State regulators, utilities and grid operators already tackling a slew of coal and nuclear plant closures received little information yesterday from U.S. EPA on what its looming carbon emissions limit may look like. Janet McCabe, EPA’s acting assistant administrator for the Office of Air and Radiation, told them the agency is keeping all options on the table.
State power regulators are urging the Environmental Protection Agency (EPA) to give states plenty of leeway to decide how they will meet upcoming carbon emissions standards for existing power plants. The National Association of State Regulatory Utility Commissioners (NARUC) adopted a resolution Wednesday calling on the EPA to recognize the “primacy” of states to “lead the creation of emission performance systems that reflect the policies, energy needs, resource mix, economic conditions of each State and region.”
The Gulf Offshore Wind Project, just off the Texas coast, may be poised to become the first commercial-scale wind farm in the United States. With long delays at the Cape Wind project in Massachusetts, a team that includes university professors and a former British oil executive says the offshore farm in the Gulf of Mexico could be the wind industry’s most viable option for a first project.
California risks stalling its renewable energy industry if it does not mandate more renewables generation, according to a new report by University of California law schools. For the state’s legal and energy policy experts, California’s success in reaching its near-term renewables targets underscores the risk of complacency.
A nonpartisan panel of congressional tax experts has determined that a bill to extend a tax break popular among fossil fuel companies to clean energy firms would cost about $1.3 billion over a decade, an aide to the bill’s sponsor said this afternoon. The Joint Committee on Taxation delivered its score this week to Sen. Chris Coons (D-Del.), who earlier this year introduced the “Master Limited Partnerships Parity Act,” which is seen as a candidate for inclusion in a broader tax reform package.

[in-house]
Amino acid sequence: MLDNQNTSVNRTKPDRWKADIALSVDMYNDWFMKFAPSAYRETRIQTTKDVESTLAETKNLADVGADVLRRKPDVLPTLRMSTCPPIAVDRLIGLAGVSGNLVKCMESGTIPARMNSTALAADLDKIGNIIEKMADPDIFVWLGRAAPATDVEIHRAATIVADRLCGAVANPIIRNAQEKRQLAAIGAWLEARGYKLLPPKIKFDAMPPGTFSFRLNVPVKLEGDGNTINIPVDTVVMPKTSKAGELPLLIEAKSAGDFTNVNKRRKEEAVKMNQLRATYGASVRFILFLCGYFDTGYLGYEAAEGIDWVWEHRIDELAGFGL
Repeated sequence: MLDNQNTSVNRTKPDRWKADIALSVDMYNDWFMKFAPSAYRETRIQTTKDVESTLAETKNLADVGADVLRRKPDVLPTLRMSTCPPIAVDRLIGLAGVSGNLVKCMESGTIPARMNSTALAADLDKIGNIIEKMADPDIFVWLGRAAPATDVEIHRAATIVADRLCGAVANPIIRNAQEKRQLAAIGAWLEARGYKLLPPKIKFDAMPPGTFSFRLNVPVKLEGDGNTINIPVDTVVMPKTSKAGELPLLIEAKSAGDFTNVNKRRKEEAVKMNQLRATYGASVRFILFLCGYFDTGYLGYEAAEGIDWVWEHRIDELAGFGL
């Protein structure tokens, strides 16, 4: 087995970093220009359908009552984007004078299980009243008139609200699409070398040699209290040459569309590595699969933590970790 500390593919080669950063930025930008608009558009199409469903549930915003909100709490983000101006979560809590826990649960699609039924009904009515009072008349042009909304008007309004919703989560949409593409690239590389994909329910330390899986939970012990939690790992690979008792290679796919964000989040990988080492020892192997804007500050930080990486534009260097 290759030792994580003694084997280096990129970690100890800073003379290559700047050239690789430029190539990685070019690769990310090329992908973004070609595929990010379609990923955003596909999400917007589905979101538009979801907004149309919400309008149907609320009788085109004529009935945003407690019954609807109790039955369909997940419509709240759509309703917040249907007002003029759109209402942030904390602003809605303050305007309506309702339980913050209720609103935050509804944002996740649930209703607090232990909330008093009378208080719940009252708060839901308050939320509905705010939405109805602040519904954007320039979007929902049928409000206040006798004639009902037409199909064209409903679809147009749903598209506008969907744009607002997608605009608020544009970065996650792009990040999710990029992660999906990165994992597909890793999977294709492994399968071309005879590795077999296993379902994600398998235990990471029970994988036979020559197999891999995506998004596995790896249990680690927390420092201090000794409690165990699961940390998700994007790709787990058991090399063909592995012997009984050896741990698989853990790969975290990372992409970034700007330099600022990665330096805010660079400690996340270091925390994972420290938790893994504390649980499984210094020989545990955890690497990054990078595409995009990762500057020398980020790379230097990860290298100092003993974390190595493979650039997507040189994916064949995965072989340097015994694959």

Five miles off the coast of South Padre Island lays the beginning of the Gulf Offshore Wind Project, which developers like to refer to by the optimistic acronym GOWind. Right now the only thing marking the 41,000 acres in the Gulf of Mexico that have been leased is a buoy recording the paths of the birds and bats flying overhead. But in three years’ time, a team including university professors and a former British oil executive is hoping to have the nation’s first commercial scale wind farm installed and eventually generating enough power for 1.8 million homes – at least when the wind is blowing.
Sen. David Vitter (R-La.), the ranking member on the Environment and Public Works Committee, has asked the Office of Management and Budget to calculate how much revenue the government receives from various energy sources — such as oil and gas revenues — compared to what it spends through grant programs and tax benefits to energy providers.
But the president’s aides didn’t quite see Chu that way. He might have been the only Obama administration official with a Nobel other than the president himself, but inside the West Wing of the White House Chu was considered a smart guy who said lots of stupid things, a genius with an appallingly low political IQ—“clueless,” as deputy chief of staff Jim Messina would tell colleagues at the time.
Democratic gubernatorial candidates Annette Dubas and Chuck Hassebrook pledged their support Friday for aggressive development of wind energy in Nebraska. Republican Tom Carlson, the third gubernatorial candidate who addressed the closing session of the 2013 Nebraska Wind Conference, said wind energy development is needed, but he believes “we ought to use the coal and oil available to us until it’s gone.”
California is leading what could become a nationwide charge to manage instability in the aging U.S. electric grid brought on by large penetrations of wind and solar power as it combats climate change. The Golden State’s grid operator, the California Independent System Operator (ISO), in a report laid out solutions for challenges that could crop up during the integration of an anticipated 11,000 megawatts of new wind and solar — equal to the amount of 22 midsized coal plants — during the next eight years.